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Poland’s President Offers New Path to End Court Crisis

The bills will be presented to Parliament on Tuesday, beginning what promises to be weeks of debate while opponents most likely stage protests and try to derail the process.

On Monday, the immediate reaction was muted. Both the ruling right-wing Law and Justice party and its opponents promised to study the proposals, though all sides found something to criticize.

Law and Justice said the proposals were not entirely acceptable, but were good enough to provide a start for further debate. “We will work on this legislation so that it is acceptable for us and the president,” said Ryszard Terlecki, head of the party’s parliamentary caucus.

Jaroslaw Kaczynski, the ruling party’s undisputed leader, offered no comment on Monday about the new proposals. Mr. Kaczynski handpicked Mr. Duda as his party’s presidential candidate.

Mr. Duda noted that his proposals, if enacted, might be unworkable without a change to the Constitution giving him more power to appoint judges. Analysts said it was doubtful that any party, including Law and Justice, was interested in amending the Constitution at the moment to give Mr. Duda more power.


In July, Poles took to the streets in Warsaw to protest earlier court legislation. Credit Kacper Pempel/Reuters

“I am afraid we are back to square one,” said Marcin Matczak, a professor of law at the University of Warsaw. “This proposal from Duda changes nothing and Law and Justice will just use it to promote its own ideas in Parliament.”

Law and Justice officials have said that reforms are urgently needed to fix what they describe as an unpopular and sclerotic court system. Domestic opponents and European Union officials have accused them of trying to subvert the rule of law by placing the courts more firmly under the control of the right-wing ruling party.

Mr. Duda’s draft laws came just a day after a populist, right-wing party drew enough votes to enter the German Parliament, and on the same day European Commission officials were meeting in Brussels to discuss whether Poland was violating democratic standards.

The coming weeks of debate over the Polish court laws – and the potential return of the mass street protests that filled streets across in July – ensure that friction between the European Union and the more populist and authoritarian governments in the East will persist through the autumn.

Czech parliamentary elections scheduled for the end of October also promise to turn largely on attitudes toward Brussels, particularly rules forcing member nations to accept refugees.

“I think it’s going to get very serious,” said Heather Grabbe, director of the Open Society European Policy Institute in Brussels. “I get the sense Kaczynski is going all out there, kamikaze, and he’s going to keep going.”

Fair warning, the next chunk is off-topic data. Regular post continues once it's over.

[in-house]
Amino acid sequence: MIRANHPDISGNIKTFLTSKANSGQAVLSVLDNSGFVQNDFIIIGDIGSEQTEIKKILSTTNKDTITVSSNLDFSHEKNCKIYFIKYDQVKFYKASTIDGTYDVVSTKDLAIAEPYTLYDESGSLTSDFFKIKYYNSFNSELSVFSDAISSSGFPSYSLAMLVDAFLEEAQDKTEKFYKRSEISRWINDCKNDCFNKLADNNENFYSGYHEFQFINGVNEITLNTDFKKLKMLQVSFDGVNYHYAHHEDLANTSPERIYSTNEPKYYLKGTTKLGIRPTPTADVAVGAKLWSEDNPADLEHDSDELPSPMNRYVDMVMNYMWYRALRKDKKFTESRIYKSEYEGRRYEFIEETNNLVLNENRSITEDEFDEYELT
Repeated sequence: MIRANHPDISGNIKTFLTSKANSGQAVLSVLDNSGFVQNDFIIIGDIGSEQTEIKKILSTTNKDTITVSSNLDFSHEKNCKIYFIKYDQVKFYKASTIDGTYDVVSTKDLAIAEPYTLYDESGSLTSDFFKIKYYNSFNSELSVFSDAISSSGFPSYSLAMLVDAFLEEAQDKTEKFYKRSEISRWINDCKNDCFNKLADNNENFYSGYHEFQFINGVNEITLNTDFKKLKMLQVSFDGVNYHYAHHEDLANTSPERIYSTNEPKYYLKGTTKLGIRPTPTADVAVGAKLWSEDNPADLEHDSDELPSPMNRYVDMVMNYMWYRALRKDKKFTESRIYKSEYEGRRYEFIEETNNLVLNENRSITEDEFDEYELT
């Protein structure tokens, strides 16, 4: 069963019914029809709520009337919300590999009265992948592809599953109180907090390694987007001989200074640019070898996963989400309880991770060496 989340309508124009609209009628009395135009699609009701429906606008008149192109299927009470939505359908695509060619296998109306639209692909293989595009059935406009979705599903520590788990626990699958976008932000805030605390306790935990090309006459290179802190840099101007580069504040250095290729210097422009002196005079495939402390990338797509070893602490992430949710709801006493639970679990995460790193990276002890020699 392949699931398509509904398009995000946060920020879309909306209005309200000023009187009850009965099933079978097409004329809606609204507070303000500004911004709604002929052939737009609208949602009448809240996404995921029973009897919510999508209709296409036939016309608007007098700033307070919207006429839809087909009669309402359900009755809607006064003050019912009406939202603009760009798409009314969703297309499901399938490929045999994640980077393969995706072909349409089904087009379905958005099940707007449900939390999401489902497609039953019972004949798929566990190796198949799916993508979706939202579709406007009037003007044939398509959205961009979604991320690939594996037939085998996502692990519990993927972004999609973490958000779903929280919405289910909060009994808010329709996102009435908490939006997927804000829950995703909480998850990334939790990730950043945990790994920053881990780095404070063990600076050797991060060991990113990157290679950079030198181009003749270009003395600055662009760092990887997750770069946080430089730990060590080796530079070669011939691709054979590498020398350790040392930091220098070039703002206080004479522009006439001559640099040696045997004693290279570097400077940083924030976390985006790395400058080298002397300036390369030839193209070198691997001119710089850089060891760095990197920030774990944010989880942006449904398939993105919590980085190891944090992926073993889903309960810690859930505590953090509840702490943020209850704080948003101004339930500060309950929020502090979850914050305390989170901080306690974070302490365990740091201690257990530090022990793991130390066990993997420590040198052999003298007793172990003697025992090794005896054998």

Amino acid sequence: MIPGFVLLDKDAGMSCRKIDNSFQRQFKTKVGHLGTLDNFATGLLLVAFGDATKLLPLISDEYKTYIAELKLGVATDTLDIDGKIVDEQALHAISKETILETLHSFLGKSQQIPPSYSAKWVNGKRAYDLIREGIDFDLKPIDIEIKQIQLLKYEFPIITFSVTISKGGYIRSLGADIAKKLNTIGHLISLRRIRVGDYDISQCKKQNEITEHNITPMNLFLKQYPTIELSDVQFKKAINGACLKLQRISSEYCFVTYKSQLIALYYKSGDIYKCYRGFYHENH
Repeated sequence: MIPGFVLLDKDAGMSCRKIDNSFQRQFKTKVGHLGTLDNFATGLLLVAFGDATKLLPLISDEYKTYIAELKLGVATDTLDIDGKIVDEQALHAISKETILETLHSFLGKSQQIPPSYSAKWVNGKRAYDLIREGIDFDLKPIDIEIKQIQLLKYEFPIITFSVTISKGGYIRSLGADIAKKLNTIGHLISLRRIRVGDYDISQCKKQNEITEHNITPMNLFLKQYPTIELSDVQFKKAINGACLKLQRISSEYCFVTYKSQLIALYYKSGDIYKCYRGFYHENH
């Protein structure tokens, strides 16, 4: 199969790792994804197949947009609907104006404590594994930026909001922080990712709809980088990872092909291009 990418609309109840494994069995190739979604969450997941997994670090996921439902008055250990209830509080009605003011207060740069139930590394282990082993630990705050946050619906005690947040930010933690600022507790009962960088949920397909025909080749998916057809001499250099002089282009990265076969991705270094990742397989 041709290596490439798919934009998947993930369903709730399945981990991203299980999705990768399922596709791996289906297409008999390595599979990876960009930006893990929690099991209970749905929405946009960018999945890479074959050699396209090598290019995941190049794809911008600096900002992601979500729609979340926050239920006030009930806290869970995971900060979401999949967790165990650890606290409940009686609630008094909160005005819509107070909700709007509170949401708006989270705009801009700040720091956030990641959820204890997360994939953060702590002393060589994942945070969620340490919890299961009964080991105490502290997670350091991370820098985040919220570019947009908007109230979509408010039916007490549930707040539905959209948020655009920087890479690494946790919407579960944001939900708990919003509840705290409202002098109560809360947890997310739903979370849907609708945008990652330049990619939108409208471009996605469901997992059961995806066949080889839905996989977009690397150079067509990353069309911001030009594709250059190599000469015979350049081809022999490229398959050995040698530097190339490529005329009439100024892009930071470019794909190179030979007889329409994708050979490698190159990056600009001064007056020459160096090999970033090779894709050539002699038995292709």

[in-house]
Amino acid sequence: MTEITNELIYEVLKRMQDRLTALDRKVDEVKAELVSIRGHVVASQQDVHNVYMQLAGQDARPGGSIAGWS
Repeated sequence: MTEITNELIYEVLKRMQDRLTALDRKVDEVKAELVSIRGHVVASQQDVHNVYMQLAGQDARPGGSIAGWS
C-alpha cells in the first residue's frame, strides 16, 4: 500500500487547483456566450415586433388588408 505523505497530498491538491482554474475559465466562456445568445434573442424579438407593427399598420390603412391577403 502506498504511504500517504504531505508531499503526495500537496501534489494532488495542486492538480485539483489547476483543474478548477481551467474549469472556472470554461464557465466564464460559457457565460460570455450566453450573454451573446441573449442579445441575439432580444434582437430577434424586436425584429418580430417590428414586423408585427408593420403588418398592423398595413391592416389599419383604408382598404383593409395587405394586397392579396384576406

In Brussels, Frans Timmermans, the senior vice president of the European Commission, said commissioners reaffirmed their demand at a meeting on Monday that Warsaw comply with the bloc’s democratic norms.

The commission has threatened to invoke against Poland a never-before-used article in the European Union treaty to punish members who violate democratic or human rights standards, potentially resulting in economic sanctions or even a loss of voting rights. Mr. Timmermans said that the commission would study Mr. Duda’s proposals and that it was eager for negotiations with Warsaw to resolve the crisis.

Meanwhile, Law and Justice officials have indicated the party will also try to pass laws later in this parliamentary session to regulate foreign ownership of private media outlets and to restructure the way provincial and local elections are conducted. Critics say the proposals are designed to cement the party in power.

The best hope, Ms. Grabbe said, is that any efforts to dilute the rule of law or subvert the union’s democratic standards will be opposed by so many Poles that the ruling party backs down — as it did in late 2016 when tens of thousands took to the streets to oppose a government-backed law outlawing all abortions.

Law and Justice had tried to fast-track its court bills in July, approving them without hearings or debate under an expedited schedule. This time, party officials said, the bills would go through regular hearings and debate, probably lasting for weeks and forcing opponents to calculate how to structure its protests to avoid losing steam.

For the ruling party, altering Mr. Duda’s proposals raises the risk of another round of vetoes.

“If they do change his proposals, the president said he will veto the bills again,” said Jan Grabiec, spokesman for Civic Platform, the leading opposition party. “It’s a very important political declaration, because I believe he will do that. If he signs such bills now, he will lose the entire political capital he has recently built and he will never get it back.”

Source: NYT > World

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